Wong Kit Yi, Chinati’s newest artist in residence, drawn to inhospitable environs

Wong Kit Yi (黄潔宜), Yes-Jet-Lag / 你好時差 (formula 2.0), 2021, karaoke lecture performance. Courtesy of the artist.

MARFA — “I’m very into extreme conditions,” artist Wong Kit Yi recently shared with an intimate group of Chinati staff at an introductory meeting slash performance lecture titled Yes-Jet-Lag / 你好時差 (formula 2.0)

“We’re happy to oblige,” curator Ingrid Shaffner countered, grinning. 

Wong comes to Marfa from Hong Kong, China, to take part in the two-month artist residency at The Chinati Foundation. She is drawn to far flung places and previously participated in The Arctic Circle, a program that brings together scientists, architects and artists to research the high-Arctic Svalbard Archipelago and Arctic Ocean. She studied painting as an undergraduate and went on to receive a masters in sculpture from Yale University. She has exhibited her work around the U.S., including New York where she lived for many years, and the world. 

Wong began Yes-Jet-Lag / 你好時差 (formula 2.0) by passing out faux pharmaceutical jet lag inducing patches. The concept is a commentary on border crossing and time, born out of the isolation of the coronavirus pandemic, where theoretical travelers crave the fatigue resulting from border and time zone hopping. Painfully timely, when returning to Hong Kong from the U.S., Wong will have to quarantine in a hotel room for 21 days. Wong has previously considered the idea of clouds transgressing borders, making Far West Texas particularly well-suited to her research.

The artist put together a mood board of sorts to represent her current thinking on vaccinations, skin, marks and scarification. She incorporated historical references to European witchcraft and flying ointment in her performance. 

Wong works in a time-based medium referred to as performance lectures, educational explorations in video, music and language, weaved together in a synchronous manner that both informs and mystifies the viewer. Common themes in her performance lectures are a karaoke style format to the subtitles and presence of her alter ego Ali, Wong’s English given name.

The artist previously studied traditional Chinese brush painting, which, like video, she also considers a time-based medium. She said her signature performance lecture format allows her to pack many complicated ideas into a singular work of art.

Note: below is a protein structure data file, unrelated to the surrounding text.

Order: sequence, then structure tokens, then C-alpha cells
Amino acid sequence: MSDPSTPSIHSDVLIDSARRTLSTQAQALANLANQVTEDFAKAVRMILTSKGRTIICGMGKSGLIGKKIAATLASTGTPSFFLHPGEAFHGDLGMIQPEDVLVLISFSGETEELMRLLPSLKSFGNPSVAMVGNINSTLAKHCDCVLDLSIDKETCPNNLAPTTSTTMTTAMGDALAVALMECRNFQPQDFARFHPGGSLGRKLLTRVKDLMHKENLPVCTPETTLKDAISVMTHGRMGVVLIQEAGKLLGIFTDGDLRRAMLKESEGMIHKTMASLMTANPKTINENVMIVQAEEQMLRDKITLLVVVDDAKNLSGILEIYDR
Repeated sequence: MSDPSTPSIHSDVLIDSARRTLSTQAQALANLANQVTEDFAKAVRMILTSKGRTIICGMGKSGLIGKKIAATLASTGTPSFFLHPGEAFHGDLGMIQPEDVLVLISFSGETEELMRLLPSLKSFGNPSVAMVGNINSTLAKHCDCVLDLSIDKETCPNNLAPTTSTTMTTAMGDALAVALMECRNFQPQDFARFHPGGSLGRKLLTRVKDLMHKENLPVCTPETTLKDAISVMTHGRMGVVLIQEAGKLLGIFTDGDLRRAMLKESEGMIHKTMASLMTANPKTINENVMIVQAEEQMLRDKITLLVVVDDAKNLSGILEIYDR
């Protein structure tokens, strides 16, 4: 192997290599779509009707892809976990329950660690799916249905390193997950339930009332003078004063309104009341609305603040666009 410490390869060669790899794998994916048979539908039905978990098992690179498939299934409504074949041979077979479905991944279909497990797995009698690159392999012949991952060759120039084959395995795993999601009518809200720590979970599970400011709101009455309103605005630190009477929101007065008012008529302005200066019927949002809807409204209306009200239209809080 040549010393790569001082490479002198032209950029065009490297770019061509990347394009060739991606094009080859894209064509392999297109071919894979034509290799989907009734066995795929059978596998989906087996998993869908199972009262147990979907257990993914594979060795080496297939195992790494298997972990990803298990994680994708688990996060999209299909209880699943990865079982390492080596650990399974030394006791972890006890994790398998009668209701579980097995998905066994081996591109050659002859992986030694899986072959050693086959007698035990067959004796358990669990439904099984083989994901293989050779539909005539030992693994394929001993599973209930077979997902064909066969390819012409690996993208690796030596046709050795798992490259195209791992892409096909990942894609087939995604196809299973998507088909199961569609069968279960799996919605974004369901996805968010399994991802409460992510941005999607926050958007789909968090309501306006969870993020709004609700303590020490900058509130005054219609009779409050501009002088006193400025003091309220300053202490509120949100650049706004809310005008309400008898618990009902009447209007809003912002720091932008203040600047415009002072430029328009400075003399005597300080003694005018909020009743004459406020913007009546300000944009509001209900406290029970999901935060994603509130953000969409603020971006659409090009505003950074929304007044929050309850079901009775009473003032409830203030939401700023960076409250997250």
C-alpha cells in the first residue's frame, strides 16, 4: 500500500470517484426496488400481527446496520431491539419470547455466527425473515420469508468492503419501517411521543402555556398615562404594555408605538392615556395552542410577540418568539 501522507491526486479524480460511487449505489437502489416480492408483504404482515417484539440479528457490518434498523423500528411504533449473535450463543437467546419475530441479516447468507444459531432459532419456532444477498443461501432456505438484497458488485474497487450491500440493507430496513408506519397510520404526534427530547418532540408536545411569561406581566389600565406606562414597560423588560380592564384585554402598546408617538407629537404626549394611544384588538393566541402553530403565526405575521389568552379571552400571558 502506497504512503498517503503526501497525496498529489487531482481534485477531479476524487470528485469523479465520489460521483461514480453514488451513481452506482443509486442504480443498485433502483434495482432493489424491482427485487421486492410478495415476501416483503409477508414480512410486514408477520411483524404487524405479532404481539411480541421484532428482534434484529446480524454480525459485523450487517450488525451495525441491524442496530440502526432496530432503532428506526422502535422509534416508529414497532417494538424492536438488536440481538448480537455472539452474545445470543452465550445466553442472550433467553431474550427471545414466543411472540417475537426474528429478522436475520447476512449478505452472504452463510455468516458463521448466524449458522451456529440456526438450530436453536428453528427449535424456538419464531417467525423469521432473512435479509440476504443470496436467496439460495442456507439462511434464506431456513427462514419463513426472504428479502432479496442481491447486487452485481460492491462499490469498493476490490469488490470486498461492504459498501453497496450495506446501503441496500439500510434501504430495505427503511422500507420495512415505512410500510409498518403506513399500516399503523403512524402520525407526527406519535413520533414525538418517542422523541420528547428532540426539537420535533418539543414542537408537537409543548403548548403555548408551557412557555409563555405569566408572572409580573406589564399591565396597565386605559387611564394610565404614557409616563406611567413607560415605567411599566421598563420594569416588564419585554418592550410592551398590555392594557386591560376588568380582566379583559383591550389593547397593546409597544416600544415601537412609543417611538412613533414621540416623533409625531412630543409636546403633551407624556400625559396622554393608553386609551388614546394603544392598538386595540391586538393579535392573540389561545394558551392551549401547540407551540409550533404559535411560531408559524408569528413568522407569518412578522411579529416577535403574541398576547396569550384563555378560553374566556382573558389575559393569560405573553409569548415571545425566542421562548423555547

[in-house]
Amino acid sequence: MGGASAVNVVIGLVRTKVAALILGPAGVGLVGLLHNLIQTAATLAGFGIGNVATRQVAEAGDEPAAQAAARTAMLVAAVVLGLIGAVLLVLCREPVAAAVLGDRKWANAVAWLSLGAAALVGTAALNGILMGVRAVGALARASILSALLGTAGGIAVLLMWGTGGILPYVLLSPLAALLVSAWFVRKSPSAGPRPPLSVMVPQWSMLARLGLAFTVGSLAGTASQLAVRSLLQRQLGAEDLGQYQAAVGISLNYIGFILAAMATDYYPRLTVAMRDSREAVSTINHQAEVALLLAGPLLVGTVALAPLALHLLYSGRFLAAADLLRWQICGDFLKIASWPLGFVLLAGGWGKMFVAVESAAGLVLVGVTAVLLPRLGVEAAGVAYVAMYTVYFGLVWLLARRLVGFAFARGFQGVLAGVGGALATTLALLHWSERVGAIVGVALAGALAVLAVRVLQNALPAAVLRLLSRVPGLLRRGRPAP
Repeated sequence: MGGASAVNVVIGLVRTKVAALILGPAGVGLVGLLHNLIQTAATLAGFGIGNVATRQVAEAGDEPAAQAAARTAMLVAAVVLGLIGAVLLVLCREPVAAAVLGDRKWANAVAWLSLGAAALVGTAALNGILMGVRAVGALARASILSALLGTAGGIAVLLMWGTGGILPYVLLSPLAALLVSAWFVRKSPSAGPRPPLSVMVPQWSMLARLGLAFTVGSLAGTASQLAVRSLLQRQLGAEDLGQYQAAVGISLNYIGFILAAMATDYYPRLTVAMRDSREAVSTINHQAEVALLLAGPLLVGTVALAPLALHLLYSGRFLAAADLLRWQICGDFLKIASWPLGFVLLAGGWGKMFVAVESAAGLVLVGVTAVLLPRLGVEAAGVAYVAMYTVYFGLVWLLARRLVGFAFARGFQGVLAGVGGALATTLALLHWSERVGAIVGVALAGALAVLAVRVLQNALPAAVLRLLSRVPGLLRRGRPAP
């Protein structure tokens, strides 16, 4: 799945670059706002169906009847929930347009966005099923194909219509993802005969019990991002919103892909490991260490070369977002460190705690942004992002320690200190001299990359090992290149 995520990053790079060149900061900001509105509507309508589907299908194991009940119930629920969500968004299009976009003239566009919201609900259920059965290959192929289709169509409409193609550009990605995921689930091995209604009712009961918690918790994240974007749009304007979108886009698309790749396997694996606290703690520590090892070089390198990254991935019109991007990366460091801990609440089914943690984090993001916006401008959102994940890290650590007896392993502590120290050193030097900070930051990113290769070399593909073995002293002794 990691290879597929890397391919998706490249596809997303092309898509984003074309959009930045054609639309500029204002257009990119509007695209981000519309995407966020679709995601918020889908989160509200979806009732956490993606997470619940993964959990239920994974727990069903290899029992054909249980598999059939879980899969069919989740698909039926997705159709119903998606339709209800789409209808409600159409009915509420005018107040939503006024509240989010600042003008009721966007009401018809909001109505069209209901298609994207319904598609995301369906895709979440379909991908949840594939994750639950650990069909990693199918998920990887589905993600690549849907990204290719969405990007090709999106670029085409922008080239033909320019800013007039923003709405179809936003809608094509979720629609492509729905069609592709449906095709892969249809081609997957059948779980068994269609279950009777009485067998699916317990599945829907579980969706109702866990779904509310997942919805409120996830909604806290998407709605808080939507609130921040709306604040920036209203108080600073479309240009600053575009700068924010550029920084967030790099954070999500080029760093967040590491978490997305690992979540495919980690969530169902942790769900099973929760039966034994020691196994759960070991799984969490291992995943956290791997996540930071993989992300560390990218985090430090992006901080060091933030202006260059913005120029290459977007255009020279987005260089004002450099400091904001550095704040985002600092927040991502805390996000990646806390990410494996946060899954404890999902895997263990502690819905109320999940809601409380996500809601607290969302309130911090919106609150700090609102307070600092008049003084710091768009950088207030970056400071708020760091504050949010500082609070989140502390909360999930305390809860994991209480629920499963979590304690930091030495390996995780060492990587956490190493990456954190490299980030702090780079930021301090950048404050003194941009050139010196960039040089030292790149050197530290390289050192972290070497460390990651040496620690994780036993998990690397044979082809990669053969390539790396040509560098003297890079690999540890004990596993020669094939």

“Time is very magical when you can manipulate it,” Wong said. “You can expand time, you can compress time.” 

“You could never put that in a painting or a sculpture. It really needed to unfold over time,” said Shaffner of Wong’s performance lecture approach. “It’s very concrete, then very abstract, and poetic too.”

Reflecting on her private guided tour of the Chinati collection, Wong said she found Judd’s work exemplified in the high desert setting of Marfa. 

“Walking through the aluminum boxes, it was interesting to see the surface that captures the light or the weather or the sky, but also how the placement of the objects make me dance around the space,” Wong said. 

The artist ran down a punch list of topics she’d like to dive into while in Far West Texas, and Chinati staff brainstormed on how to get her connected. In addition to an interest in the McDonald Observatory and the history of prisoners of war at Fort D.A. Russell, Wong hopes to learn more about Norteño music (staff suggested she sit in on Dos Horas con Primo on Marfa Public Radio hosted by Primo Carrasco and Tim Johnson) and witness the Marfa Lights. Chinati Foundation Director Jenny Moore promised to fulfill Wong’s wishes of going horseback riding while she’s in the Big Bend.

Founded in 1989, the Chinati artists in residence program gifts participants with a $1,500 stipend, a stay on Chinati grounds and access to a studio in downtown Marfa. Artists are ultimately not required to produce anything in particular, but some opt to host an open studio. 

Shaffner was eager to have Wong join the roster of Chinati artists in residence because of her pull toward remote areas of the earth and interdisciplinary practice. 

“I’m interested in how artists who come here, what being here will bring to the narrative of their own work, coming here and moving out. And a perspective from Asia, to be thinking about borders and boundaries, the politics of Hong Kong right now, opening up our world too,” said Shaffner.

The next generation of artists in residence for 2022 were recently announced as Jesus Benavente, Mike Crane, Sarah Crowner, Dionne Lee and David Watson. There were a record number of 600 applicants for the 2022 iteration of the program, which Schaffner hypothesized could have been a result of increased exposure due to the Judd exhibition at the Museum of Modern Art in New York, which was on view from March 2020 to January 2021.